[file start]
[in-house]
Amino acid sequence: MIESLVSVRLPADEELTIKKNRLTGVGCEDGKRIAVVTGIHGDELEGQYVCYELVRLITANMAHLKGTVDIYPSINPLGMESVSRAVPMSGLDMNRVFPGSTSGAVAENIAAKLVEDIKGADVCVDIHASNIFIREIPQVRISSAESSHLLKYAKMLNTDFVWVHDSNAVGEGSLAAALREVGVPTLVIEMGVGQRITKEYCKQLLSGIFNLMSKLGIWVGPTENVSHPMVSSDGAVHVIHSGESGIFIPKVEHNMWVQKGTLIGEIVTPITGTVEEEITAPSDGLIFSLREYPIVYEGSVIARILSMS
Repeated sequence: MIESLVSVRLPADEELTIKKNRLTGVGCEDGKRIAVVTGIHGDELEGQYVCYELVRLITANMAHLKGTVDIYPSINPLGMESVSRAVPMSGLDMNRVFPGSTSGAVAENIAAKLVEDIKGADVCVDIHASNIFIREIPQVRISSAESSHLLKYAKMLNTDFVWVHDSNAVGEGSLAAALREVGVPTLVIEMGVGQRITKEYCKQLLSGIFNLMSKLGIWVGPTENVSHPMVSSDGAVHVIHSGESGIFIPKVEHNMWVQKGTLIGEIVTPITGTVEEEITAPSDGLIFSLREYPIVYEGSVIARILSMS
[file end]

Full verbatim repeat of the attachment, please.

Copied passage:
[in-house]
Amino acid sequence: MIESLVSVRLPADEELTIKKNRLTGVGCEDGKRIAVVTGIHGDELEGQYVCYELVRLITANMAHLKGTVDIYPSINPLGMESVSRAVPMSGLDMNRVFPGSTSGAVAENIAAKLVEDIKGADVCVDIHASNIFIREIPQVRISSAESSHLLKYAKMLNTDFVWVHDSNAVGEGSLAAALREVGVPTLVIEMGVGQRITKEYCKQLLSGIFNLMSKLGIWVGPTENVSHPMVSSDGAVHVIHSGESGIFIPKVEHNMWVQKGTLIGEIVTPITGTVEEEITAPSDGLIFSLREYPIVYEGSVIARILSMS
Repeated sequence: MIESLVSVRLPADEELTIKKNRLTGVGCEDGKRIAVVTGIHGDELEGQYVCYELVRLITANMAHLKGTVDIYPSINPLGMESVSRAVPMSGLDMNRVFPGSTSGAVAENIAAKLVEDIKGADVCVDIHASNIFIREIPQVRISSAESSHLLKYAKMLNTDFVWVHDSNAVGEGSLAAALREVGVPTLVIEMGVGQRITKEYCKQLLSGIFNLMSKLGIWVGPTENVSHPMVSSDGAVHVIHSGESGIFIPKVEHNMWVQKGTLIGEIVTPITGTVEEEITAPSDGLIFSLREYPIVYEGSVIARILSMS